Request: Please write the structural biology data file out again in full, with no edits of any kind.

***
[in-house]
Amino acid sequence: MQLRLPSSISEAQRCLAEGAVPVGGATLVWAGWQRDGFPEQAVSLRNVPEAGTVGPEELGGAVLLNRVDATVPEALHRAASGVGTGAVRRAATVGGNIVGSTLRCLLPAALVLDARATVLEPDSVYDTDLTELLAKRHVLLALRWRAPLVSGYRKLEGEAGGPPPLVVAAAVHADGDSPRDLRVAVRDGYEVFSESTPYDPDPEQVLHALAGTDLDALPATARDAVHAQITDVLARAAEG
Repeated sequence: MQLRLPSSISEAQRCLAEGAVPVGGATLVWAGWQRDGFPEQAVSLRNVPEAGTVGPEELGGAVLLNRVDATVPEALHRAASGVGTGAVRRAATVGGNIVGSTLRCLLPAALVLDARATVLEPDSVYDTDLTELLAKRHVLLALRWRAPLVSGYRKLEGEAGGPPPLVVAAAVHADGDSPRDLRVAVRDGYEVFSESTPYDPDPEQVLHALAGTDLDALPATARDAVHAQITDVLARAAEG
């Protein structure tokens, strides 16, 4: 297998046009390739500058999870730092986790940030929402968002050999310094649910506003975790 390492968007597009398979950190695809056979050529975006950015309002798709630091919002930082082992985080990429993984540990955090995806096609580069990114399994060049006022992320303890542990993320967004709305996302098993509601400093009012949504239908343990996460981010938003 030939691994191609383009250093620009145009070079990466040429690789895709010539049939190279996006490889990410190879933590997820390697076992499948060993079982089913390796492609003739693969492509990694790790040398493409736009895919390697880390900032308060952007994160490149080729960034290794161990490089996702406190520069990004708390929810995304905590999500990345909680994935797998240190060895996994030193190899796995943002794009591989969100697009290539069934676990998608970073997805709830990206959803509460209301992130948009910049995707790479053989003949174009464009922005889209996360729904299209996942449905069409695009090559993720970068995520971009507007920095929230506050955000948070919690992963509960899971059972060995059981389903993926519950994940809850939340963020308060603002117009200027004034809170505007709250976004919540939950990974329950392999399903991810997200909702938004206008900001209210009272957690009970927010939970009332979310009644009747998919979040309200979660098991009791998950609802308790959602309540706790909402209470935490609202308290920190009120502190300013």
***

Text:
[in-house]
Amino acid sequence: MQLRLPSSISEAQRCLAEGAVPVGGATLVWAGWQRDGFPEQAVSLRNVPEAGTVGPEELGGAVLLNRVDATVPEALHRAASGVGTGAVRRAATVGGNIVGSTLRCLLPAALVLDARATVLEPDSVYDTDLTELLAKRHVLLALRWRAPLVSGYRKLEGEAGGPPPLVVAAAVHADGDSPRDLRVAVRDGYEVFSESTPYDPDPEQVLHALAGTDLDALPATARDAVHAQITDVLARAAEG
Repeated sequence: MQLRLPSSISEAQRCLAEGAVPVGGATLVWAGWQRDGFPEQAVSLRNVPEAGTVGPEELGGAVLLNRVDATVPEALHRAASGVGTGAVRRAATVGGNIVGSTLRCLLPAALVLDARATVLEPDSVYDTDLTELLAKRHVLLALRWRAPLVSGYRKLEGEAGGPPPLVVAAAVHADGDSPRDLRVAVRDGYEVFSESTPYDPDPEQVLHALAGTDLDALPATARDAVHAQITDVLARAAEG
């Protein structure tokens, strides 16, 4: 297998046009390739500058999870730092986790940030929402968002050999310094649910506003975790 390492968007597009398979950190695809056979050529975006950015309002798709630091919002930082082992985080990429993984540990955090995806096609580069990114399994060049006022992320303890542990993320967004709305996302098993509601400093009012949504239908343990996460981010938003 030939691994191609383009250093620009145009070079990466040429690789895709010539049939190279996006490889990410190879933590997820390697076992499948060993079982089913390796492609003739693969492509990694790790040398493409736009895919390697880390900032308060952007994160490149080729960034290794161990490089996702406190520069990004708390929810995304905590999500990345909680994935797998240190060895996994030193190899796995943002794009591989969100697009290539069934676990998608970073997805709830990206959803509460209301992130948009910049995707790479053989003949174009464009922005889209996360729904299209996942449905069409695009090559993720970068995520971009507007920095929230506050955000948070919690992963509960899971059972060995059981389903993926519950994940809850939340963020308060603002117009200027004034809170505007709250976004919540939950990974329950392999399903991810997200909702938004206008900001209210009272957690009970927010939970009332979310009644009747998919979040309200979660098991009791998950609802308790959602309540706790909402209470935490609202308290920190009120502190300013």